And Champaign Of Blogs predicts a U of I homecoming victory... 21 to 14 over those evil mouth-breathing Hoosiers of Indiana University! 'Cause you know, hoosier rhymes with loooooserrrr!

Wednesday, October 04, 2006

Chuck Koplinski Reviews "The Departed"

The following review is written by Chuck Koplinski for the latest film from director Martin Scorsese, "The Departed."

The Departed - 4 Stars
Rated R - Running Time - 2:29
by Chuck Koplinski

One of the premiere cinematic craftsmen of the last quarter century, director Martin Scorsese’s films are never less than visually compelling. His last two big screen efforts, Gangs of New York and The Aviator benefited from the filmmaker’s trademark attention to detail as well as his ability to elicit complex performances from his cast while telling a compelling story across a vast canvas. Yet, as much as I admired these two films, they lacked the sense of immediacy and vitality that makes Scorsese’s best work (Mean Streets, Taxi Driver, Goodfellas) burst from the screen and stand head-and-shoulders above his fellow director’s work. Thankfully, this quality is evident from the first frame forward in his latest effort The Departed, a blistering examination of corruption in which each of the film’s main characters fall victim to their own, inescapable moral failings. This is familiar territory for Scorsese as he examines the themes of loyalty, betrayal, guilt and personal honor with a degree of intensity that harkens back to his best work.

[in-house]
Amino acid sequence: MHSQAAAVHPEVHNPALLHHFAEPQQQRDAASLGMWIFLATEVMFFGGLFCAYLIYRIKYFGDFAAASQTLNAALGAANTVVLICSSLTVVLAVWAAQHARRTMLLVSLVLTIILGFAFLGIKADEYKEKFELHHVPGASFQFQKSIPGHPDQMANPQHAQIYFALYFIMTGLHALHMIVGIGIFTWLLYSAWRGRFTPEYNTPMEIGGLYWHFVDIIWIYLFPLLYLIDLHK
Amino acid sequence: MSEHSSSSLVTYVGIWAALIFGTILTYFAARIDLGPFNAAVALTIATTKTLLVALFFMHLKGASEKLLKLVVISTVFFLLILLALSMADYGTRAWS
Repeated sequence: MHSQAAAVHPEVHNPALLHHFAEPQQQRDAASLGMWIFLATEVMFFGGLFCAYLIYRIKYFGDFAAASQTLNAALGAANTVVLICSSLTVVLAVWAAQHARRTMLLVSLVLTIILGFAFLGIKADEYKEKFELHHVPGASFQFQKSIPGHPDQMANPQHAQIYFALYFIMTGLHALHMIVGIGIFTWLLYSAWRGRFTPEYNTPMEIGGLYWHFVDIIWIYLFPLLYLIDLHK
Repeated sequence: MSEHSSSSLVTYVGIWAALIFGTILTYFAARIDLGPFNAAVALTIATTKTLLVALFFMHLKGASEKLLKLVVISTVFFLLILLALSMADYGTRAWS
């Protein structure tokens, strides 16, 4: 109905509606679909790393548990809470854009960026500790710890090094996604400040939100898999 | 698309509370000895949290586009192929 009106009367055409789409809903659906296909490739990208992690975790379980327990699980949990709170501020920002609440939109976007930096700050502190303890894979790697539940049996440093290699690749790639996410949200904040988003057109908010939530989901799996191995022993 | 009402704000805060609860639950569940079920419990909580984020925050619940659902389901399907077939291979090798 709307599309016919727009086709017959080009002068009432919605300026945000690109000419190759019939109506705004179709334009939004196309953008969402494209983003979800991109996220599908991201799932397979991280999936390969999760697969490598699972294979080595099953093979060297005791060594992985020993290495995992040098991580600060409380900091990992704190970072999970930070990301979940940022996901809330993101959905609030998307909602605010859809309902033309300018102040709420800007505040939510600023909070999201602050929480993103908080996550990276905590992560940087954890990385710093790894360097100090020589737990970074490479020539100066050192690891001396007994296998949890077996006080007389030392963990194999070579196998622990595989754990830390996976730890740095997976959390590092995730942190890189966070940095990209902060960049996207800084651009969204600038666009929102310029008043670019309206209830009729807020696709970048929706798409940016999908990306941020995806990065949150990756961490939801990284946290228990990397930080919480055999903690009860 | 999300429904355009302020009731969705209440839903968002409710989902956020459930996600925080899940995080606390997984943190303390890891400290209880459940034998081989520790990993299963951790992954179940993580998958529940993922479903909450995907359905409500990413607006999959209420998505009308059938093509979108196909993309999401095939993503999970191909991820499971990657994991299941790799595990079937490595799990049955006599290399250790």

Based on the Chinese hit Infernal Affairs, Scorsese’s film takes place in Boston and follows the wake of Frank Costello (Jack Nicholson), an organized crime boss with a small crew but a large reputation for ruthless dealings. Brazen and willing to do anything to get ahead, he strong-arms his way to the top of the crime world and becomes the number one target of Oliver Queenan (Martin Sheen), head of a special investigative unit in the Massachusetts State Police Department, and Agent Ellerby (Alec Baldwin) who leads a federal task force on organized crime. Their best efforts to apprehend Costello have gone for naught, primarily because they’re unaware that one of the mobster’s most trusted men, Colin Sullivan (Matt Damon), has infiltrated the department and is feeding him information from the inside. However, what Costello doesn’t realize is that his newest lieutenant, Billy Costigan (Leonardo DoCaprio) is part of Queenan’s team, working deep undercover.

While the premise may seem a bit hard to swallow, Scorsese presents it in his trademark rapid-fire manner that makes for engrossing storytelling. Within the movie’s first twenty minutes we see Sullivan recruited at an early age by Costello, taken in by his charm and false promises of loyalty, only to be shipped off to the police academy to do his mentor’s bidding from the inside. Scorsese parallels this line of action with Costigan’s story in which he’s convinced to sully his reputation for a greater good, as he tries to separate himself from his less-than-honorable relatives. The film quickly builds up a head of steam and before you know it, we’re swept into this world of corruption in which no one can be trusted and the actions of the main characters often run counter to their true purpose.